What is Microneedling? Everything you Need to Know

By Ellie Taylor 10th March 2022 Category: Advice
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What is microneedling?

Microneedling involves the use of tiny sterile needles to create micropunctures in the skin to stimulate the wound healing process in the dermis without causing significant damage to the epidermis. The wound healing process causes an increase in the amount of growth factors in the skin. These growth factors act to increase the production of collagen and elastin in the dermis.

Microneedling is becoming an increasingly popular method of skin rejuvenation to reduce fine lines and wrinkles and also in the treatment of scarring. Click here to read more about acne scar treatments.

Does microneedling hurt?

The nature of microneedles means that the process of microneedling is relatively pain-free. The process is often described by clients as feeling like a scratching sensation. In fact, a study published in Anaesthesia & Analgesia* found that the sensation caused by microneedling was indistinguishable from that of a smooth surface! However, it is possible for some to find the microneedling process uncomfortable.

Depending on the depth of microneedling treatment that you choose, a local anaesthetic cream can be applied to the treated area to minimise discomfort throughout the process.

Is microneedling safe?

Microneedling is considered to be a safe, minimally invasive procedure that when performed by qualified practitioners, nurses and doctors, is very well tolerated in patients. As with any aesthetic treatment, there are a number of side effects that generally resolve soon after the procedure. These include temporary redness of the treated area, itching and a small amount of bleeding around the puncture sites.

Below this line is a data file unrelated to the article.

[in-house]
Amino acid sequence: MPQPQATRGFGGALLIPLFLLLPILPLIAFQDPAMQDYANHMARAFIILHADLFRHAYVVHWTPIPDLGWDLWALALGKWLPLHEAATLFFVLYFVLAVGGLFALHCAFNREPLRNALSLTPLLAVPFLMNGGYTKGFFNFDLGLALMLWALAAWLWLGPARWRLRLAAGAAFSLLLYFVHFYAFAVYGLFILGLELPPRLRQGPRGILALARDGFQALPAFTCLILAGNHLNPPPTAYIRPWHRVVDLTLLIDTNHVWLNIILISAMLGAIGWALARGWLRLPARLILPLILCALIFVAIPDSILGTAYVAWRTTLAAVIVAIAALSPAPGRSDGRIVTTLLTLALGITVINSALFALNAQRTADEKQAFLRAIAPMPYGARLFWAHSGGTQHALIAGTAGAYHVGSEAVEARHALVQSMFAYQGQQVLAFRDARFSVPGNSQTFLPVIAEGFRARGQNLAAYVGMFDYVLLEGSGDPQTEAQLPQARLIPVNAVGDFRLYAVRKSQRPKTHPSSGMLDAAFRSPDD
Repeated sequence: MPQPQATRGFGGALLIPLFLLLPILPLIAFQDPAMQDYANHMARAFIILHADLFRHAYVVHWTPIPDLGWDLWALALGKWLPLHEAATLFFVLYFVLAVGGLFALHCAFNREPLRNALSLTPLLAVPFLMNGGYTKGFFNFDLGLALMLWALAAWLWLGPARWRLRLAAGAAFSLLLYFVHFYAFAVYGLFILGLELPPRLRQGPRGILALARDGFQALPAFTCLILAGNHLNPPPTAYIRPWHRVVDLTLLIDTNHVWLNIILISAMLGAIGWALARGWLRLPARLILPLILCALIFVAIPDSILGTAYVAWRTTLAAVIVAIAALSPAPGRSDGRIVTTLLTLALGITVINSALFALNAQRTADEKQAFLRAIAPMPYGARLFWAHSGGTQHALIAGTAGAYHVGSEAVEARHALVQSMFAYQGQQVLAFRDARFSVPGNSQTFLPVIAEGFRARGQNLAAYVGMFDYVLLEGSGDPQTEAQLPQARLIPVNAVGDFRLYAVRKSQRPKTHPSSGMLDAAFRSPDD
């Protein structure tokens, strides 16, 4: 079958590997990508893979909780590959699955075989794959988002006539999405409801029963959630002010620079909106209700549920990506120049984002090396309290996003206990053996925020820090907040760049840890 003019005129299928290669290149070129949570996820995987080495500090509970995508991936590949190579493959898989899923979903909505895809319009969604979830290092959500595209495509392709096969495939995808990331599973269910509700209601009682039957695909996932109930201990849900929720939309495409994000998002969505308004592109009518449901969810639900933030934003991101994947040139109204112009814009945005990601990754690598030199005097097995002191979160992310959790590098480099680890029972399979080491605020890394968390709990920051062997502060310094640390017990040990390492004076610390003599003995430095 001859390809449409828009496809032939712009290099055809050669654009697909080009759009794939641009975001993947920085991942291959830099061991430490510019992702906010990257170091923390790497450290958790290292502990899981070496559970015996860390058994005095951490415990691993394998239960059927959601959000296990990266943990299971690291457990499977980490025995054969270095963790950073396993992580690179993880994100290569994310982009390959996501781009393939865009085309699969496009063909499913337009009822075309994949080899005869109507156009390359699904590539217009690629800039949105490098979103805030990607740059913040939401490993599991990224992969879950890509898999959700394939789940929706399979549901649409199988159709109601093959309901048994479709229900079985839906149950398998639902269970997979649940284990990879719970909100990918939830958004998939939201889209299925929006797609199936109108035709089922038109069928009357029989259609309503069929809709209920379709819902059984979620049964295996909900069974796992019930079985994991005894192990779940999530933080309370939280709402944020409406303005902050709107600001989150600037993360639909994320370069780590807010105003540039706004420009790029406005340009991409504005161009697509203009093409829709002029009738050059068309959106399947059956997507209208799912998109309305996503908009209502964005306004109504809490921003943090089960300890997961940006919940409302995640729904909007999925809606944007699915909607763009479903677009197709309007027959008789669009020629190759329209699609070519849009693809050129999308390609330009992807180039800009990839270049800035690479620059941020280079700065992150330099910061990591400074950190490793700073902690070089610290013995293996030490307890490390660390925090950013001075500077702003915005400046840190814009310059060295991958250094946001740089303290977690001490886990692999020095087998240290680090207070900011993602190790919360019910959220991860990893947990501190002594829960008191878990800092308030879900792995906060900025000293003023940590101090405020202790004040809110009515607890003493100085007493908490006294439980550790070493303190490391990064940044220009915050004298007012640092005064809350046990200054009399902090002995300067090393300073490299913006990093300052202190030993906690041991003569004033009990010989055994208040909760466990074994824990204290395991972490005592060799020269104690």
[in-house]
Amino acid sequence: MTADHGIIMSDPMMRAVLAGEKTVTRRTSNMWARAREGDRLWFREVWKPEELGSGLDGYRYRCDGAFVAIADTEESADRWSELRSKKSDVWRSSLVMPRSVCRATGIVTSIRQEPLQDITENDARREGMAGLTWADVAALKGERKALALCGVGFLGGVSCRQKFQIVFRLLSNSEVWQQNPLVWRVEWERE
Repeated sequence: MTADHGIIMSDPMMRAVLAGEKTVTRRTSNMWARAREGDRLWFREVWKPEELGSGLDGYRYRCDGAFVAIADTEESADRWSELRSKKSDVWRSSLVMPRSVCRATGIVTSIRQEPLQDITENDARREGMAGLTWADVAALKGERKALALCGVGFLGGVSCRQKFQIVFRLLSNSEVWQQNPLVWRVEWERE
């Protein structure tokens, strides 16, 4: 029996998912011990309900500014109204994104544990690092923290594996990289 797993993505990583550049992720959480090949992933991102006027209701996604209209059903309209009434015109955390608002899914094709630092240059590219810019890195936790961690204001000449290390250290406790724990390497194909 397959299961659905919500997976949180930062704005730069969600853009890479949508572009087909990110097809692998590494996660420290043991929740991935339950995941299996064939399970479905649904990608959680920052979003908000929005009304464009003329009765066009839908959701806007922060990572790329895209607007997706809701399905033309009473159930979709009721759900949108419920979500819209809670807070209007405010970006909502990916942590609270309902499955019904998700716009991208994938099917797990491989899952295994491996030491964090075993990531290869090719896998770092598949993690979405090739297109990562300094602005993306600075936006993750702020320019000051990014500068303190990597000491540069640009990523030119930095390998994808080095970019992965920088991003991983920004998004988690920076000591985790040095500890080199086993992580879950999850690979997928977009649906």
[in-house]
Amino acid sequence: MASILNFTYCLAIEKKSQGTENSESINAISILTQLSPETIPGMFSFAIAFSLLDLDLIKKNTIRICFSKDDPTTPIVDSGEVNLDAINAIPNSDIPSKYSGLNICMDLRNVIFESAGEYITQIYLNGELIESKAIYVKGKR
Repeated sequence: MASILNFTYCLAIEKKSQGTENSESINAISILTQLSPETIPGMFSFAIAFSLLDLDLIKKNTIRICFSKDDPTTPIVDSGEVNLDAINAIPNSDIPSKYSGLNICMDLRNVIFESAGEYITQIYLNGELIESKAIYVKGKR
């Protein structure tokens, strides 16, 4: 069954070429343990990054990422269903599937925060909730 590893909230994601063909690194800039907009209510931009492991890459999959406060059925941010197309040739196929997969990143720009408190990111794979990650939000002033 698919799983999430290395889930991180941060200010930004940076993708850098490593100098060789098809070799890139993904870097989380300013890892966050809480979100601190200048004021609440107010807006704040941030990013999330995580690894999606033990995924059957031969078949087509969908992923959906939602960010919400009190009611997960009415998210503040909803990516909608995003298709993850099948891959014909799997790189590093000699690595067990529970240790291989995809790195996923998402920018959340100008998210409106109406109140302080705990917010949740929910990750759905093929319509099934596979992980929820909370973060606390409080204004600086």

The best way to ensure that your microneedling procedure is performed in the safest way possible is to visit a clinic that is regulated by a professional body such as sk:n. In order for this to be the case, the treatment must be administered by a qualified nurse, dentist or doctor.

Should microneedling be carried out at home?

Microneedling at home presents a range of problems. Firstly, the equipment available for home use involves needles that are both shorter and blunter than those in specialist equipment. This makes for a less effective, more painful microneedling experience overall. Secondly, when microneedling is performed outside of the clinical environment, the risk of infection is increased. This is a consequence of both inadequate sterilisation and suboptimal technique.

Microneedling results

Photo of microneedling before and after
“I had acne for a couple of years and it’s left a lot of scarring on my cheeks. It made me feel very self conscious about myself. Having microneedling on my face has definitely improved the texture of my skin and I feel that i’ve gained more confidence.” – Microneedling before and after 3 sessions


Microneedling results depend on the reason for treatment, the extent of scarring or depth of wrinkles, and the number of sessions that have been completed. A clinical study published in The Journal of Plastic and Reconstructive Surgery investigated the efficacy of microneedling in 120 patients with scarring. This study found that all scars improved by at least 50% following treatment and 65% of patients experienced an improvement of more than 75% [1].

Many clients achieve exceptional results with microneedling at sk:n and we have a library of before and after images that can be viewed either on our website or at your free no obligation consultation. In order to maximise and maintain the results achieved by microneedling, regular treatments are required. The expected number of treatments needed to achieve your desired results will be discussed at your consultation. Booking a consultation also provides an opportunity to ask any questions that you might have about microneedling and decide on which procedure is most appropriate for achieving your goals.

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  1. Alster TS, Li MKY. Microneedling of Scars: A Large Prospective Study with Long-Term Follow-Up. Plast Reconstr Surg. 2020 Feb;145(2):358-364.
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